Myth No. 5: Railways has diverted funds to develop fancy projects like Bullet Train

Reality:  1. Indian Railways has unflinching commitment to the poor and the downtrodden as can be seen by a few examples:

  • Passenger fares are still amongst the lowest in the entire world. In fact, Indian Railways subsidises passenger and suburban travel to the tune of almost Rs36,000 Crore annually.
  • Antyodaya express – fully unreserved, super-fast trains with enhanced amenities such as drinking water, vestibule trains, LHB coaches etc were launched only to cater to unreserved segment
  • Re1 clinic were launched at important suburban stations
  • Indian Railways ensures availability of Janta meals at all major stations
  1. High speed train from Mumbai to Ahmedabad is being funded by Japan Government with less than 20% contribution from Govt of India. This money, which came at incredibly attractive terms (0.1% rate of interest) was made available ONLY for this high-speed project and was NOT available to fund safety projects for Indian Railways. Moreover, high speed train is the safest mode of transport in the world. Hence, the government has not diverted any funds from existing corpus.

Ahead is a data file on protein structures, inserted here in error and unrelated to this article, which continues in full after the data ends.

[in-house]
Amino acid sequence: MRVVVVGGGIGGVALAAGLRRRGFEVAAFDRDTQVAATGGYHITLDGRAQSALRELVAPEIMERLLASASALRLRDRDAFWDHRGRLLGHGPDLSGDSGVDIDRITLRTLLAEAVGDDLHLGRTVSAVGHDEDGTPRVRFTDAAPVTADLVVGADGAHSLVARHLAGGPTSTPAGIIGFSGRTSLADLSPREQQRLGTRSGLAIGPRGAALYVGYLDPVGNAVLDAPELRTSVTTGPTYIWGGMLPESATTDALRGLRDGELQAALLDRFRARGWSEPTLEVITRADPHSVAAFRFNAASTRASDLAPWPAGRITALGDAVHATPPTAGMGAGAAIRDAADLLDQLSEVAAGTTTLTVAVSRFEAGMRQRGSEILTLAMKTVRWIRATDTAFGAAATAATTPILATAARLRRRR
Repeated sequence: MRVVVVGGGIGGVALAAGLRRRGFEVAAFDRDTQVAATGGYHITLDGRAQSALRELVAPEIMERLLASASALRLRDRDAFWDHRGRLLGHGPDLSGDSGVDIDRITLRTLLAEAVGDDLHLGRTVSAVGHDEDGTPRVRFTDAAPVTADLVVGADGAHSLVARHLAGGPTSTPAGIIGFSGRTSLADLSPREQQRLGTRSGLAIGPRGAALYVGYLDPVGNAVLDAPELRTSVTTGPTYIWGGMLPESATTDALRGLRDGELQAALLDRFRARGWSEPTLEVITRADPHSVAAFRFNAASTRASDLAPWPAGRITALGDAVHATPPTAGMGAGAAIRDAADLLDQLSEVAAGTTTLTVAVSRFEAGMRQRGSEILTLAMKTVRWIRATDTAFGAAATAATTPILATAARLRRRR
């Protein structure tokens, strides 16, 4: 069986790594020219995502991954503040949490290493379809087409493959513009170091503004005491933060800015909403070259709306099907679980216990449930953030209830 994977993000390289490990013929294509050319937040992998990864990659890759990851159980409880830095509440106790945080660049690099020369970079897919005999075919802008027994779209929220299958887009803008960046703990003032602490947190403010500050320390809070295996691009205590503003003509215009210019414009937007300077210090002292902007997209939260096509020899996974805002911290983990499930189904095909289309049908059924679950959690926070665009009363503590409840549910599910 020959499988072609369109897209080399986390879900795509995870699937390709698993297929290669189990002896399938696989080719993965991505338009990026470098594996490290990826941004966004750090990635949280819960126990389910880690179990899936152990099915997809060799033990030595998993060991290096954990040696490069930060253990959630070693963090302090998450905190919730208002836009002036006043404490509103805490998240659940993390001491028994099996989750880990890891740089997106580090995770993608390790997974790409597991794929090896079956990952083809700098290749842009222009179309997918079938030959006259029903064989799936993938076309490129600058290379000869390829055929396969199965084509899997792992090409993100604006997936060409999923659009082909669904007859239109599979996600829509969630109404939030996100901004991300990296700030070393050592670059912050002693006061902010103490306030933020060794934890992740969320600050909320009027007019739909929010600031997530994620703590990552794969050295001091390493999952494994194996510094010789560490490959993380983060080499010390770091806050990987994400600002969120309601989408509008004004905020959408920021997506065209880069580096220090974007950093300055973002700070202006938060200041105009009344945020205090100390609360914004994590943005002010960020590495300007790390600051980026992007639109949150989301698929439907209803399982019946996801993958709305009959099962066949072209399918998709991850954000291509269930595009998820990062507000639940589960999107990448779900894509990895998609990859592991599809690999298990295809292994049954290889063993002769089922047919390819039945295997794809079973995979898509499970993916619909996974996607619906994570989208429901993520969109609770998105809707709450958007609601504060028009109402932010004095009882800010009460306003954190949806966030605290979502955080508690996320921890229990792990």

Safety Overview on Indian Railways.

  1. Safety performance of Indian Railways has been gradually improving in the past 3 years as consequential train accidents have reduced from 135 in the year 2014-15 to 107 in the year 2015-16 and further to 104 in the year 2016-17.
  2. Accidents per million train kilometers (APMTK), which is an internationally accepted yardstick of safety has also improved from 11 in 2014-15, 0.10 in 2015-16 and to 0.09 in 2016-17.